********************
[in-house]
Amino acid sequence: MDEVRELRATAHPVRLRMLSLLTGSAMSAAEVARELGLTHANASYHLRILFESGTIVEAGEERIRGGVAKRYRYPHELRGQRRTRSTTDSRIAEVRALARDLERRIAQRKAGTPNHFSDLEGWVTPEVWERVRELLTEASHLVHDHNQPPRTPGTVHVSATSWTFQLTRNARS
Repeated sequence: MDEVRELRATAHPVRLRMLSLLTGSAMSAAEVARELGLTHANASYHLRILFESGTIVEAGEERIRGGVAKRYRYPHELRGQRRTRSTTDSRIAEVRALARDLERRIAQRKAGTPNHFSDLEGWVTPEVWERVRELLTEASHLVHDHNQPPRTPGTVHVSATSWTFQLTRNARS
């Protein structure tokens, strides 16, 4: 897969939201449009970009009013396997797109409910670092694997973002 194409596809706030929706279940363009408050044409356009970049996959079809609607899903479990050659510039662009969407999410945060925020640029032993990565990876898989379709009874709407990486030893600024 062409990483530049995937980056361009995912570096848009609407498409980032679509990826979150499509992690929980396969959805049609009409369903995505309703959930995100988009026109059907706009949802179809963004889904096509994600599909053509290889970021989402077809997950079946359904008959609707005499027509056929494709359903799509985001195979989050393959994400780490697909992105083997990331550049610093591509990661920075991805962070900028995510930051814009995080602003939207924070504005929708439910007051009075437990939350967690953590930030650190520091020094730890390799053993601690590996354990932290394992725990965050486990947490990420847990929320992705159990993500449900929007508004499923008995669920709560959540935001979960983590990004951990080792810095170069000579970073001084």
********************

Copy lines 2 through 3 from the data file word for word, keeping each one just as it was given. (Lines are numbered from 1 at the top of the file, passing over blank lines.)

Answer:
Amino acid sequence: MDEVRELRATAHPVRLRMLSLLTGSAMSAAEVARELGLTHANASYHLRILFESGTIVEAGEERIRGGVAKRYRYPHELRGQRRTRSTTDSRIAEVRALARDLERRIAQRKAGTPNHFSDLEGWVTPEVWERVRELLTEASHLVHDHNQPPRTPGTVHVSATSWTFQLTRNARS
Repeated sequence: MDEVRELRATAHPVRLRMLSLLTGSAMSAAEVARELGLTHANASYHLRILFESGTIVEAGEERIRGGVAKRYRYPHELRGQRRTRSTTDSRIAEVRALARDLERRIAQRKAGTPNHFSDLEGWVTPEVWERVRELLTEASHLVHDHNQPPRTPGTVHVSATSWTFQLTRNARS